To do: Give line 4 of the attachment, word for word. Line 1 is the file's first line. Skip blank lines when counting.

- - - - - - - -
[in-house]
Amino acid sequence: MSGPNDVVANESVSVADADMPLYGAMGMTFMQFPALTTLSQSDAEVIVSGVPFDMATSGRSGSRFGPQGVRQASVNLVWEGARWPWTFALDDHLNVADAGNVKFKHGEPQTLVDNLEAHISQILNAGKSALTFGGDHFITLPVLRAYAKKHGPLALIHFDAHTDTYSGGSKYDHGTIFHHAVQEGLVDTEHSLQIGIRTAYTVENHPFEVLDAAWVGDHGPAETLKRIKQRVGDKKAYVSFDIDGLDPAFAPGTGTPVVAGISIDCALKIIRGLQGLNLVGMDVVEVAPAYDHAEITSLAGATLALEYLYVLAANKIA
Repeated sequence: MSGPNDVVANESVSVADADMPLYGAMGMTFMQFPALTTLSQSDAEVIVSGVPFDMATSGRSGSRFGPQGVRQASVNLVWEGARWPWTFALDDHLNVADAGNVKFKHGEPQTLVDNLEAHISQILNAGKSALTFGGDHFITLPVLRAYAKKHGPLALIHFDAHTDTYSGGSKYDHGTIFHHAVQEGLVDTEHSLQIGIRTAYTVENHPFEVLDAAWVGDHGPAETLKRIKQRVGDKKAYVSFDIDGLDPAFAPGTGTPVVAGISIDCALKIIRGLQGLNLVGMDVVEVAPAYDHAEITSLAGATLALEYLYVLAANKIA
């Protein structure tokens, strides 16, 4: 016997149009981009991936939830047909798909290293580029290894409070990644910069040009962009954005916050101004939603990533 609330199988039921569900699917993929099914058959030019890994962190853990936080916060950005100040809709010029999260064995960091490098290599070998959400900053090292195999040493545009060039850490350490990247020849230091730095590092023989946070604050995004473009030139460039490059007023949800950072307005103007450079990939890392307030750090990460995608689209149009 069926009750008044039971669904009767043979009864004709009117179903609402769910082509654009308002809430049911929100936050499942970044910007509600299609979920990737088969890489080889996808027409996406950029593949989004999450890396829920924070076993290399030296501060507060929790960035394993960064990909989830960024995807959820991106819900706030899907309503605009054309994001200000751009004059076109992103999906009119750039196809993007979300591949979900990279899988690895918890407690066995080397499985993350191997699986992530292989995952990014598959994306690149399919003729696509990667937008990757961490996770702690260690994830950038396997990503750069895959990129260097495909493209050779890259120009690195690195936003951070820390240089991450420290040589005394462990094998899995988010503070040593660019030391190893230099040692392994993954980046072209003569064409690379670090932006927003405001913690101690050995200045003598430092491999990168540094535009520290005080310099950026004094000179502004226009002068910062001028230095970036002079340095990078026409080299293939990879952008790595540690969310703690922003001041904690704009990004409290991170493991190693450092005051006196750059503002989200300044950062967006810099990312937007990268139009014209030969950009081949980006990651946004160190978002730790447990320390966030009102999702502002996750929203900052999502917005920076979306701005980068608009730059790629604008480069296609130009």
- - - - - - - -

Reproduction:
């Protein structure tokens, strides 16, 4: 016997149009981009991936939830047909798909290293580029290894409070990644910069040009962009954005916050101004939603990533 609330199988039921569900699917993929099914058959030019890994962190853990936080916060950005100040809709010029999260064995960091490098290599070998959400900053090292195999040493545009060039850490350490990247020849230091730095590092023989946070604050995004473009030139460039490059007023949800950072307005103007450079990939890392307030750090990460995608689209149009 069926009750008044039971669904009767043979009864004709009117179903609402769910082509654009308002809430049911929100936050499942970044910007509600299609979920990737088969890489080889996808027409996406950029593949989004999450890396829920924070076993290399030296501060507060929790960035394993960064990909989830960024995807959820991106819900706030899907309503605009054309994001200000751009004059076109992103999906009119750039196809993007979300591949979900990279899988690895918890407690066995080397499985993350191997699986992530292989995952990014598959994306690149399919003729696509990667937008990757961490996770702690260690994830950038396997990503750069895959990129260097495909493209050779890259120009690195690195936003951070820390240089991450420290040589005394462990094998899995988010503070040593660019030391190893230099040692392994993954980046072209003569064409690379670090932006927003405001913690101690050995200045003598430092491999990168540094535009520290005080310099950026004094000179502004226009002068910062001028230095970036002079340095990078026409080299293939990879952008790595540690969310703690922003001041904690704009990004409290991170493991190693450092005051006196750059503002989200300044950062967006810099990312937007990268139009014209030969950009081949980006990651946004160190978002730790447990320390966030009102999702502002996750929203900052999502917005920076979306701005980068608009730059790629604008480069296609130009």